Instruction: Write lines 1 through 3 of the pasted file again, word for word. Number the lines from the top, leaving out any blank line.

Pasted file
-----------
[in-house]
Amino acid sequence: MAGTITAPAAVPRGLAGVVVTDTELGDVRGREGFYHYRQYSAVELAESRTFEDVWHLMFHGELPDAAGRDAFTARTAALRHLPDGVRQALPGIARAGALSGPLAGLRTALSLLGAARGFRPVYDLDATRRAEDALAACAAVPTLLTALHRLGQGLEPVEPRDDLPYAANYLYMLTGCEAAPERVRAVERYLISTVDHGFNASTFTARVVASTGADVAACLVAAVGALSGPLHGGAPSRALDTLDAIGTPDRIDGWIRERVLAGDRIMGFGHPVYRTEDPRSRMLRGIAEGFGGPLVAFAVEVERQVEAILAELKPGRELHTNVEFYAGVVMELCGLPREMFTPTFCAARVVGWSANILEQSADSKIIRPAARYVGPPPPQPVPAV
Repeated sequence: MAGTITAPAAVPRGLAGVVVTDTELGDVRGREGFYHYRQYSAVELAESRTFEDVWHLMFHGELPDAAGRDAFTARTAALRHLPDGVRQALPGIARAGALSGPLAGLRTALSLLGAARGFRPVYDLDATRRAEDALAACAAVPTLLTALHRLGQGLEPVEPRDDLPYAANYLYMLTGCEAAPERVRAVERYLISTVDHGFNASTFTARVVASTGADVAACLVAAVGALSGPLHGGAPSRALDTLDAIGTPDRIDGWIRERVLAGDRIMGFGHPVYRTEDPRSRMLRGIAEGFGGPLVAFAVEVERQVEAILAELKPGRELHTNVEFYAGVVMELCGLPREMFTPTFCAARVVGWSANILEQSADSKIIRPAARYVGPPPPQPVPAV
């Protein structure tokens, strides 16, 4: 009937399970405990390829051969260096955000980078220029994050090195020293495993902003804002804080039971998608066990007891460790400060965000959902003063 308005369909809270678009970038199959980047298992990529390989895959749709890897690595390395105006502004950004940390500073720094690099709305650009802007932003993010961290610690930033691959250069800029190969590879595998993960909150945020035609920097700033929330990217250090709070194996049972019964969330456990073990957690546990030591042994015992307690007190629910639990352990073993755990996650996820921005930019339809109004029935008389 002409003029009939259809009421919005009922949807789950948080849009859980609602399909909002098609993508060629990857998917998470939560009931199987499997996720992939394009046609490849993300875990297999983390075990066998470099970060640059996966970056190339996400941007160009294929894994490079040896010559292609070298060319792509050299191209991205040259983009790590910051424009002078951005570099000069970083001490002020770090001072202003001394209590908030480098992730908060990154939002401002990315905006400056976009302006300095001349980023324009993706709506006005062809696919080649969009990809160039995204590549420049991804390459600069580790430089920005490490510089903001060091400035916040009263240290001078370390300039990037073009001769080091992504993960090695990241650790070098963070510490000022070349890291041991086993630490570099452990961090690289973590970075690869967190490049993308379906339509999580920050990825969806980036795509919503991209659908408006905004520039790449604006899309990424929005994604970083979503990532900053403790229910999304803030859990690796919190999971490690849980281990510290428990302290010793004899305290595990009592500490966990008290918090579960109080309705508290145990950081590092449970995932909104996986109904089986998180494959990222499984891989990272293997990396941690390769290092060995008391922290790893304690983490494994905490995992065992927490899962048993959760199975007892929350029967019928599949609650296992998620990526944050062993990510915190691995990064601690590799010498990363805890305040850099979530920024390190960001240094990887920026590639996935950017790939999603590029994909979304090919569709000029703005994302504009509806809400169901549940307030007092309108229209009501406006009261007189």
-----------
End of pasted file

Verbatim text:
[in-house]
Amino acid sequence: MAGTITAPAAVPRGLAGVVVTDTELGDVRGREGFYHYRQYSAVELAESRTFEDVWHLMFHGELPDAAGRDAFTARTAALRHLPDGVRQALPGIARAGALSGPLAGLRTALSLLGAARGFRPVYDLDATRRAEDALAACAAVPTLLTALHRLGQGLEPVEPRDDLPYAANYLYMLTGCEAAPERVRAVERYLISTVDHGFNASTFTARVVASTGADVAACLVAAVGALSGPLHGGAPSRALDTLDAIGTPDRIDGWIRERVLAGDRIMGFGHPVYRTEDPRSRMLRGIAEGFGGPLVAFAVEVERQVEAILAELKPGRELHTNVEFYAGVVMELCGLPREMFTPTFCAARVVGWSANILEQSADSKIIRPAARYVGPPPPQPVPAV
Repeated sequence: MAGTITAPAAVPRGLAGVVVTDTELGDVRGREGFYHYRQYSAVELAESRTFEDVWHLMFHGELPDAAGRDAFTARTAALRHLPDGVRQALPGIARAGALSGPLAGLRTALSLLGAARGFRPVYDLDATRRAEDALAACAAVPTLLTALHRLGQGLEPVEPRDDLPYAANYLYMLTGCEAAPERVRAVERYLISTVDHGFNASTFTARVVASTGADVAACLVAAVGALSGPLHGGAPSRALDTLDAIGTPDRIDGWIRERVLAGDRIMGFGHPVYRTEDPRSRMLRGIAEGFGGPLVAFAVEVERQVEAILAELKPGRELHTNVEFYAGVVMELCGLPREMFTPTFCAARVVGWSANILEQSADSKIIRPAARYVGPPPPQPVPAV